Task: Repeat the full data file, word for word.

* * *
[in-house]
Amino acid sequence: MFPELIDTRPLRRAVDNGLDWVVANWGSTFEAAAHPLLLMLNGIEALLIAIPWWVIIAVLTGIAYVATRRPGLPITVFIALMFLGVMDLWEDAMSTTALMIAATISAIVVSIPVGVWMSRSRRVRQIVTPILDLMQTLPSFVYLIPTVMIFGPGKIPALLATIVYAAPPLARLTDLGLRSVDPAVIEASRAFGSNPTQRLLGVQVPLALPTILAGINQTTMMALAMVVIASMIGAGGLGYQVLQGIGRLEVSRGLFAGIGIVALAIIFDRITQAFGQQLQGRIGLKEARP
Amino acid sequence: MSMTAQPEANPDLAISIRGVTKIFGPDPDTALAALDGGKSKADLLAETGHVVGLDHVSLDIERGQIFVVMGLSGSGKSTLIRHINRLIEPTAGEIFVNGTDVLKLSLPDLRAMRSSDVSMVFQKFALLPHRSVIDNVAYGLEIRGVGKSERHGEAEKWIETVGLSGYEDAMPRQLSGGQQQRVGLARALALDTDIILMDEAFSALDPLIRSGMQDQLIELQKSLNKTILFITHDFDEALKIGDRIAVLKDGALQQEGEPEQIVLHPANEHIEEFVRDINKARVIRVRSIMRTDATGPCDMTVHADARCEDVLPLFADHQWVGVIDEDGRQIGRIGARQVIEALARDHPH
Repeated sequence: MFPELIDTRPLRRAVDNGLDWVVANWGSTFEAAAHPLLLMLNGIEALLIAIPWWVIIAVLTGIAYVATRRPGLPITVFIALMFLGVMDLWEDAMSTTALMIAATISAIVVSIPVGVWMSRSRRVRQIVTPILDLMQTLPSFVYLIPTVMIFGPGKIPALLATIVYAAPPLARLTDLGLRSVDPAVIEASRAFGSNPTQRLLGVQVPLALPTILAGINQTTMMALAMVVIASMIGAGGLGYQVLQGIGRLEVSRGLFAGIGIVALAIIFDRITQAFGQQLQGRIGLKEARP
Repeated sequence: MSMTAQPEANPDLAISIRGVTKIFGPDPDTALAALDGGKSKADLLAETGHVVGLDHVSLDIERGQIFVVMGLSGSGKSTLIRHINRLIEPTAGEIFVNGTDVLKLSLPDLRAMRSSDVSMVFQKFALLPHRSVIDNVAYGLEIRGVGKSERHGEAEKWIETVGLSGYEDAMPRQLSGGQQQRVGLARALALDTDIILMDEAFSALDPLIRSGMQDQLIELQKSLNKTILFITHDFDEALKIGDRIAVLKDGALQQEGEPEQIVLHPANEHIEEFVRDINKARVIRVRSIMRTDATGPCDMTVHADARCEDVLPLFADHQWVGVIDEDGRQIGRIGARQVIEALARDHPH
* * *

[in-house]
Amino acid sequence: MFPELIDTRPLRRAVDNGLDWVVANWGSTFEAAAHPLLLMLNGIEALLIAIPWWVIIAVLTGIAYVATRRPGLPITVFIALMFLGVMDLWEDAMSTTALMIAATISAIVVSIPVGVWMSRSRRVRQIVTPILDLMQTLPSFVYLIPTVMIFGPGKIPALLATIVYAAPPLARLTDLGLRSVDPAVIEASRAFGSNPTQRLLGVQVPLALPTILAGINQTTMMALAMVVIASMIGAGGLGYQVLQGIGRLEVSRGLFAGIGIVALAIIFDRITQAFGQQLQGRIGLKEARP
Amino acid sequence: MSMTAQPEANPDLAISIRGVTKIFGPDPDTALAALDGGKSKADLLAETGHVVGLDHVSLDIERGQIFVVMGLSGSGKSTLIRHINRLIEPTAGEIFVNGTDVLKLSLPDLRAMRSSDVSMVFQKFALLPHRSVIDNVAYGLEIRGVGKSERHGEAEKWIETVGLSGYEDAMPRQLSGGQQQRVGLARALALDTDIILMDEAFSALDPLIRSGMQDQLIELQKSLNKTILFITHDFDEALKIGDRIAVLKDGALQQEGEPEQIVLHPANEHIEEFVRDINKARVIRVRSIMRTDATGPCDMTVHADARCEDVLPLFADHQWVGVIDEDGRQIGRIGARQVIEALARDHPH
Repeated sequence: MFPELIDTRPLRRAVDNGLDWVVANWGSTFEAAAHPLLLMLNGIEALLIAIPWWVIIAVLTGIAYVATRRPGLPITVFIALMFLGVMDLWEDAMSTTALMIAATISAIVVSIPVGVWMSRSRRVRQIVTPILDLMQTLPSFVYLIPTVMIFGPGKIPALLATIVYAAPPLARLTDLGLRSVDPAVIEASRAFGSNPTQRLLGVQVPLALPTILAGINQTTMMALAMVVIASMIGAGGLGYQVLQGIGRLEVSRGLFAGIGIVALAIIFDRITQAFGQQLQGRIGLKEARP
Repeated sequence: MSMTAQPEANPDLAISIRGVTKIFGPDPDTALAALDGGKSKADLLAETGHVVGLDHVSLDIERGQIFVVMGLSGSGKSTLIRHINRLIEPTAGEIFVNGTDVLKLSLPDLRAMRSSDVSMVFQKFALLPHRSVIDNVAYGLEIRGVGKSERHGEAEKWIETVGLSGYEDAMPRQLSGGQQQRVGLARALALDTDIILMDEAFSALDPLIRSGMQDQLIELQKSLNKTILFITHDFDEALKIGDRIAVLKDGALQQEGEPEQIVLHPANEHIEEFVRDINKARVIRVRSIMRTDATGPCDMTVHADARCEDVLPLFADHQWVGVIDEDGRQIGRIGARQVIEALARDHPH